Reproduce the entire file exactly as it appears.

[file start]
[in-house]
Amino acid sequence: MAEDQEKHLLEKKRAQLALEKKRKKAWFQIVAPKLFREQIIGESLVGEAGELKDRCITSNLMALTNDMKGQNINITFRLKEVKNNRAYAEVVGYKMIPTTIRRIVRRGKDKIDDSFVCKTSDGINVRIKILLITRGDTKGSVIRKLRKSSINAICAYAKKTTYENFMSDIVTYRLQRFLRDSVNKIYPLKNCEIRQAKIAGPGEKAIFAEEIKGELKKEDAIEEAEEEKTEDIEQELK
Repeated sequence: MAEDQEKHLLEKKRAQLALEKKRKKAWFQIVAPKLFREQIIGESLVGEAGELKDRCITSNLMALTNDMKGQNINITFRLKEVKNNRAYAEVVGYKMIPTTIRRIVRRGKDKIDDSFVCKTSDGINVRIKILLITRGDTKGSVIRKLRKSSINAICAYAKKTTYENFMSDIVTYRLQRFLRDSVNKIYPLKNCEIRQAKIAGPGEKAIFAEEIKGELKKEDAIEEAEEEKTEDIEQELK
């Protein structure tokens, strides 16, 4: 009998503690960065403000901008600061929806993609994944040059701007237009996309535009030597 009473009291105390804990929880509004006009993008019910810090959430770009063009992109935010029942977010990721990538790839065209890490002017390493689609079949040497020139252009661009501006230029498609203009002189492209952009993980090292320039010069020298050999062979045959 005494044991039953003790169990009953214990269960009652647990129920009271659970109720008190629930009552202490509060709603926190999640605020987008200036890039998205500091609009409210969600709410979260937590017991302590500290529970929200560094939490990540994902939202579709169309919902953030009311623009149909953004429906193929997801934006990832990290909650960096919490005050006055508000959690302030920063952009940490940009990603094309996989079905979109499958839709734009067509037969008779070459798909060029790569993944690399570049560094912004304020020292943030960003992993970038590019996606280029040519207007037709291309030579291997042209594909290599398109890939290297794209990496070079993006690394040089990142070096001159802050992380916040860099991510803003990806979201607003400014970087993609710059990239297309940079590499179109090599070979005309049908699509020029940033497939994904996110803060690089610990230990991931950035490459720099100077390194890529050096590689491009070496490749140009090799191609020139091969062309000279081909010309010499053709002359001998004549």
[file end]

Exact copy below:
[in-house]
Amino acid sequence: MAEDQEKHLLEKKRAQLALEKKRKKAWFQIVAPKLFREQIIGESLVGEAGELKDRCITSNLMALTNDMKGQNINITFRLKEVKNNRAYAEVVGYKMIPTTIRRIVRRGKDKIDDSFVCKTSDGINVRIKILLITRGDTKGSVIRKLRKSSINAICAYAKKTTYENFMSDIVTYRLQRFLRDSVNKIYPLKNCEIRQAKIAGPGEKAIFAEEIKGELKKEDAIEEAEEEKTEDIEQELK
Repeated sequence: MAEDQEKHLLEKKRAQLALEKKRKKAWFQIVAPKLFREQIIGESLVGEAGELKDRCITSNLMALTNDMKGQNINITFRLKEVKNNRAYAEVVGYKMIPTTIRRIVRRGKDKIDDSFVCKTSDGINVRIKILLITRGDTKGSVIRKLRKSSINAICAYAKKTTYENFMSDIVTYRLQRFLRDSVNKIYPLKNCEIRQAKIAGPGEKAIFAEEIKGELKKEDAIEEAEEEKTEDIEQELK
């Protein structure tokens, strides 16, 4: 009998503690960065403000901008600061929806993609994944040059701007237009996309535009030597 009473009291105390804990929880509004006009993008019910810090959430770009063009992109935010029942977010990721990538790839065209890490002017390493689609079949040497020139252009661009501006230029498609203009002189492209952009993980090292320039010069020298050999062979045959 005494044991039953003790169990009953214990269960009652647990129920009271659970109720008190629930009552202490509060709603926190999640605020987008200036890039998205500091609009409210969600709410979260937590017991302590500290529970929200560094939490990540994902939202579709169309919902953030009311623009149909953004429906193929997801934006990832990290909650960096919490005050006055508000959690302030920063952009940490940009990603094309996989079905979109499958839709734009067509037969008779070459798909060029790569993944690399570049560094912004304020020292943030960003992993970038590019996606280029040519207007037709291309030579291997042209594909290599398109890939290297794209990496070079993006690394040089990142070096001159802050992380916040860099991510803003990806979201607003400014970087993609710059990239297309940079590499179109090599070979005309049908699509020029940033497939994904996110803060690089610990230990991931950035490459720099100077390194890529050096590689491009070496490749140009090799191609020139091969062309000279081909010309010499053709002359001998004549």